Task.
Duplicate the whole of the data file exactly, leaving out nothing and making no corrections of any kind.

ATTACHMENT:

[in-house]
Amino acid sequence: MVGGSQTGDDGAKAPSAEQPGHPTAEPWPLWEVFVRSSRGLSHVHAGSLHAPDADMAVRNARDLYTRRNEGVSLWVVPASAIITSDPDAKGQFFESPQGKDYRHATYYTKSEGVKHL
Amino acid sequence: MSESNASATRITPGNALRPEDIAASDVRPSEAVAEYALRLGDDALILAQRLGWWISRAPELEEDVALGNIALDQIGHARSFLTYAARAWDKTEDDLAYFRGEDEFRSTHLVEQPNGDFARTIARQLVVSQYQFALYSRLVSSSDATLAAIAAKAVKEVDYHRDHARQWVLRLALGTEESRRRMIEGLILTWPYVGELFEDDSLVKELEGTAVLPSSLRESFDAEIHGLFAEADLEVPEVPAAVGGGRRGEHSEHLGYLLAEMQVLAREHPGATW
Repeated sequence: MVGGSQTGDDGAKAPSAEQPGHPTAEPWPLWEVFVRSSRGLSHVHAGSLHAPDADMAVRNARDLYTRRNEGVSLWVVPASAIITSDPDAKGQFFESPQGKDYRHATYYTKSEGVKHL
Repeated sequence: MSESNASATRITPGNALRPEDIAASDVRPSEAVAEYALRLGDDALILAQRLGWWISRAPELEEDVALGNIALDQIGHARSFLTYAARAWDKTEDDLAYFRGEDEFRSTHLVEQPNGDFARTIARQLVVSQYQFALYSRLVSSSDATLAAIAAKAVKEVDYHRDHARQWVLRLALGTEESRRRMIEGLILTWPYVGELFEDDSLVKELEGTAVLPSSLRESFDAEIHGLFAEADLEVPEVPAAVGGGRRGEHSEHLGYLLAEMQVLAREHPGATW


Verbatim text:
[in-house]
Amino acid sequence: MVGGSQTGDDGAKAPSAEQPGHPTAEPWPLWEVFVRSSRGLSHVHAGSLHAPDADMAVRNARDLYTRRNEGVSLWVVPASAIITSDPDAKGQFFESPQGKDYRHATYYTKSEGVKHL
Amino acid sequence: MSESNASATRITPGNALRPEDIAASDVRPSEAVAEYALRLGDDALILAQRLGWWISRAPELEEDVALGNIALDQIGHARSFLTYAARAWDKTEDDLAYFRGEDEFRSTHLVEQPNGDFARTIARQLVVSQYQFALYSRLVSSSDATLAAIAAKAVKEVDYHRDHARQWVLRLALGTEESRRRMIEGLILTWPYVGELFEDDSLVKELEGTAVLPSSLRESFDAEIHGLFAEADLEVPEVPAAVGGGRRGEHSEHLGYLLAEMQVLAREHPGATW
Repeated sequence: MVGGSQTGDDGAKAPSAEQPGHPTAEPWPLWEVFVRSSRGLSHVHAGSLHAPDADMAVRNARDLYTRRNEGVSLWVVPASAIITSDPDAKGQFFESPQGKDYRHATYYTKSEGVKHL
Repeated sequence: MSESNASATRITPGNALRPEDIAASDVRPSEAVAEYALRLGDDALILAQRLGWWISRAPELEEDVALGNIALDQIGHARSFLTYAARAWDKTEDDLAYFRGEDEFRSTHLVEQPNGDFARTIARQLVVSQYQFALYSRLVSSSDATLAAIAAKAVKEVDYHRDHARQWVLRLALGTEESRRRMIEGLILTWPYVGELFEDDSLVKELEGTAVLPSSLRESFDAEIHGLFAEADLEVPEVPAAVGGGRRGEHSEHLGYLLAEMQVLAREHPGATW